We’ve all heard the familiar anxiety-inducing nostrums: That a screw-up in high school will follow you for the rest of your life. That if you don’t get into Harvard or Yale, you’ll never reach the c-suite. That the path to success is narrow and you’d better not take one false step. I have come to think of this unfounded belief system as what we psychologists call a “shared delusion.”

So why don’t we tell our kids the truth about success? We could start with the fact that only a third of adults hold degrees from four-year colleges. Or that you’ll do equally well regarding income, job satisfaction, and life satisfaction whether you go to an elite private college or a less-selective state university. Or that there are there are many occupations through which Americans make a living, many of which do not require a college degree.

I am not against being a good student, and there are clear advantages to doing well in school. But you don’t need to be a top student or go to a highly selective college to have a successful and fulfilling life. The path to success is not nearly so narrow as we think. We’ve all heard the stories of the college dropout who went on to found a wildly successful company. I myself was a C+ student in high school who flunked out of graduate school. At one point I went for 20 weeks without turning in a single assignment. (I often tell the underachievers I see in my practice: “Top that!”) Long story short, I managed to do pretty well in life, and I credit my failure in graduate school with leading me to a career more in line with my skill set.

The problem with the stories we’re telling our kids is that they foster fear and competition. This false paradigm affects high-achieving kids, for whom a rigid view of the path to success creates unnecessary anxiety, and low-achieving kids, many of whom conclude at a young age that they will never be successful, and adopt a “why try at all?” attitude. Many of these young people engage in one of the most debilitating forms of self-talk, telling themselves either, “I have to, but I can’t,” or “I have to, but I hate it.”

Why do we encourage our children to embrace this delusional view of what it takes to be successful?

I’ve asked various school administrators why they don’t just tell kids the truth about college — that where you go makes very little difference later in life.

They’ll shrug and say, “Even if we did, no one would believe it.” One confided to me, “We would get angry calls and letters from parents who believe that, if their children understood the truth, they would not work hard in school and would have second-class lives.”

Many adults worry that if their kids knew that grades in school aren’t highly predictive of success in life, they’d lose their motivation to apply themselves and aim high. In fact, the opposite is true. In my 32 years of working with kids as a psychologist, I’ve seen that simply telling kids the truth — giving them an accurate model of reality, including the advantages of being a good student — increases their flexibility and drive. It motivates kids with high aspirations to shift their emphasis from achieving for its own sake to educating themselves so that they can make an important contribution. An accurate model of reality also encourages less-motivated students to think more broadly about their options and energizes them to pursue education and self-development even if they aren’t top achievers.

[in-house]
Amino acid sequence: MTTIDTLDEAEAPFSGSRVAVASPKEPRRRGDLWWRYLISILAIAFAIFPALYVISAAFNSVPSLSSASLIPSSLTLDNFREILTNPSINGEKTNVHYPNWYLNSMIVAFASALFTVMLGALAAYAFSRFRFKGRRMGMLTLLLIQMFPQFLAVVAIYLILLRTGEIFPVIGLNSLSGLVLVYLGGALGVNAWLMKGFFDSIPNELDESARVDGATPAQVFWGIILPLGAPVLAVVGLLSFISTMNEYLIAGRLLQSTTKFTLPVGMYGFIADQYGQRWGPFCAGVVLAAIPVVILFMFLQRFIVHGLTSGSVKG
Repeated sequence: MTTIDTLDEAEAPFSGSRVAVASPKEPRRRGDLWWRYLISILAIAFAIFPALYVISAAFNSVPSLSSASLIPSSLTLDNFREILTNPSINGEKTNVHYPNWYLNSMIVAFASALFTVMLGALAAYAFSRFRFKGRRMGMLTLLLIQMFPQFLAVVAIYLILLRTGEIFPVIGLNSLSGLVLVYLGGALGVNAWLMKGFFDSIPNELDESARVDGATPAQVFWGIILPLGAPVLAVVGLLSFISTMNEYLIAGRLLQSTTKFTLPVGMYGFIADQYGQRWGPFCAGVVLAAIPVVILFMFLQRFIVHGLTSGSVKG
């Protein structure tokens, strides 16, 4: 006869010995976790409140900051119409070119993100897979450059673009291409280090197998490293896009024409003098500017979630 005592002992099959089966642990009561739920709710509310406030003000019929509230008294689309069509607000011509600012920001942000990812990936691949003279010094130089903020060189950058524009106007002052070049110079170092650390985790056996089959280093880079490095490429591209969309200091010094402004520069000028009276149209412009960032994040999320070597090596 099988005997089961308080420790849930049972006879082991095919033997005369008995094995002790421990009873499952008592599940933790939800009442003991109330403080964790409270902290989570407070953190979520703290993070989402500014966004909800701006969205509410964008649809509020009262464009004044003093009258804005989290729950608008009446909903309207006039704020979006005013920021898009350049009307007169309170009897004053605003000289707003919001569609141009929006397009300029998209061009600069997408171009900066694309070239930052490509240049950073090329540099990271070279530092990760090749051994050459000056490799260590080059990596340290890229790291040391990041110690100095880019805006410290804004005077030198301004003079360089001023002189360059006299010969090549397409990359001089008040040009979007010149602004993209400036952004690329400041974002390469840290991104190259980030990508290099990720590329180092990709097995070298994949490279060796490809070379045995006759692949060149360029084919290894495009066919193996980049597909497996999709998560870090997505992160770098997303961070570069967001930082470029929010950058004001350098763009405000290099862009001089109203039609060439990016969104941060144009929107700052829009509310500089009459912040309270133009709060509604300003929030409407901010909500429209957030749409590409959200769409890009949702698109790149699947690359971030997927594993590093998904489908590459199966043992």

Children are much more energized when they envision a future that is in line with their own values than when they dutifully do whatever they believe they have to do to live up to their parents’ or teachers’ or college admissions boards’ expectations. We don’t inspire our kids through fear. We inspire them by helping them to focus on getting better at something, rather than being the best, and by encouraging them to immerse themselves in something they love.

So if you want your kids to succeed in life, don’t perpetuate a fear-based understanding of success. Start with the assumption that your children want their lives to work. Then tell them the truth: That we become successful by working hard at something that engages us, and by pulling ourselves up when we stumble.


Like the author, I was not a perfect student in high school (although I did not flunk out of college or graduate school). However, I similarly credit my “failure” in high school, and not getting into my “dream” college, with leading me to a school and eventually a career most in line with my skills and vision. I am incredibly thankful for the unwavering support of my parents along the way, especially during high school when I was a rebellious and often not very pleasant to be around teen.

PS – Adam Grant wrote about grades recently, too. Check out What Straight-A Students Get Wrong. Another fantastic read.

 

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How Praise Became a Consolation Prize

 

If you haven’t read Carol Dweck’s Mindset, then I suggest adding it to your to-read list. In it, Dweck explains why it’s not just our abilities and talents that bring us success–but our approach them with a fixed or growth mindset. She makes clear why praising intelligence and ability doesn’t foster self-esteem or even lead to accomplishments. In reality, too much praise works against us. A growth mindset, however, can foster resilience in students—something I have witnessed a lack of in many high schoolers today.

With the right mindset, we can motivate our kids and help them to raise their grades, as well as reach our own goals–personal and professional.

Anyway, I came across a great interview recently (via Adam Grant’s email list) with Dweck in The Atlantic. Grab the book and give the interview a read!